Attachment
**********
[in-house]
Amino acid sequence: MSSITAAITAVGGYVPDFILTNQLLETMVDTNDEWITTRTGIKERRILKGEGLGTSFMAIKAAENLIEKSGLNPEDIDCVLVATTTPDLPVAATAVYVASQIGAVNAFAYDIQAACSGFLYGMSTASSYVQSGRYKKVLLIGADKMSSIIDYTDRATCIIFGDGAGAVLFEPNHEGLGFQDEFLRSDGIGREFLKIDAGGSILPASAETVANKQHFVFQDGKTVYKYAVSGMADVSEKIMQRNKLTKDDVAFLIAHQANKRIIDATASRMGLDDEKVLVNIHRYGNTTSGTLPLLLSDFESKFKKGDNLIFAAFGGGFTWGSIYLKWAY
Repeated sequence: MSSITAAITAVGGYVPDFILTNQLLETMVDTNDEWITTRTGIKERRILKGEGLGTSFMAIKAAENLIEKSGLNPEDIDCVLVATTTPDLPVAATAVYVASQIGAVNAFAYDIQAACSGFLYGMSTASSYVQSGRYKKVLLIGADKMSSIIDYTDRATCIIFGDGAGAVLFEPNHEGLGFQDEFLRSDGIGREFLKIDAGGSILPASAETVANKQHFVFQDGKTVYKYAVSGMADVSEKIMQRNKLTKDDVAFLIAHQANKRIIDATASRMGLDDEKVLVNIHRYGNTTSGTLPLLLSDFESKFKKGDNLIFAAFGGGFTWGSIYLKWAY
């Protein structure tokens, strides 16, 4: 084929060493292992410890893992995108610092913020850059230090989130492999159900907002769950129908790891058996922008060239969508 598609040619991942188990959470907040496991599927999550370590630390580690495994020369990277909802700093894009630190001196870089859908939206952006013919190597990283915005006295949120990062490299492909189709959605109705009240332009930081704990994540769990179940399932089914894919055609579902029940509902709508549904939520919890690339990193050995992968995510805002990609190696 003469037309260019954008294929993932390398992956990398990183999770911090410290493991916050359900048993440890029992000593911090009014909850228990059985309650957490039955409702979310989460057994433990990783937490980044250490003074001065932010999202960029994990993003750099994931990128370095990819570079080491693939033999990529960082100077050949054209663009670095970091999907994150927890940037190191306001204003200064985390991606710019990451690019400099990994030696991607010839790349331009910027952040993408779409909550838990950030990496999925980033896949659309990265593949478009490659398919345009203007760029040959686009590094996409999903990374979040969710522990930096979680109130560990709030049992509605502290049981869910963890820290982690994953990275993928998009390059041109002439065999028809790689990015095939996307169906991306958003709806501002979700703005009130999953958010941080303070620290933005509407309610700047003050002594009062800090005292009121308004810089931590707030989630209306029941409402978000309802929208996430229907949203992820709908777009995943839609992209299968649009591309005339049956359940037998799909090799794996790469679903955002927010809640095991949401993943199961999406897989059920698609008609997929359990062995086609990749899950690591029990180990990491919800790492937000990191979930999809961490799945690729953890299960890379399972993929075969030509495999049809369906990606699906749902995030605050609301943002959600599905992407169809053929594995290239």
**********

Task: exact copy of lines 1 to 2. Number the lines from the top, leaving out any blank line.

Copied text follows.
[in-house]
Amino acid sequence: MSSITAAITAVGGYVPDFILTNQLLETMVDTNDEWITTRTGIKERRILKGEGLGTSFMAIKAAENLIEKSGLNPEDIDCVLVATTTPDLPVAATAVYVASQIGAVNAFAYDIQAACSGFLYGMSTASSYVQSGRYKKVLLIGADKMSSIIDYTDRATCIIFGDGAGAVLFEPNHEGLGFQDEFLRSDGIGREFLKIDAGGSILPASAETVANKQHFVFQDGKTVYKYAVSGMADVSEKIMQRNKLTKDDVAFLIAHQANKRIIDATASRMGLDDEKVLVNIHRYGNTTSGTLPLLLSDFESKFKKGDNLIFAAFGGGFTWGSIYLKWAY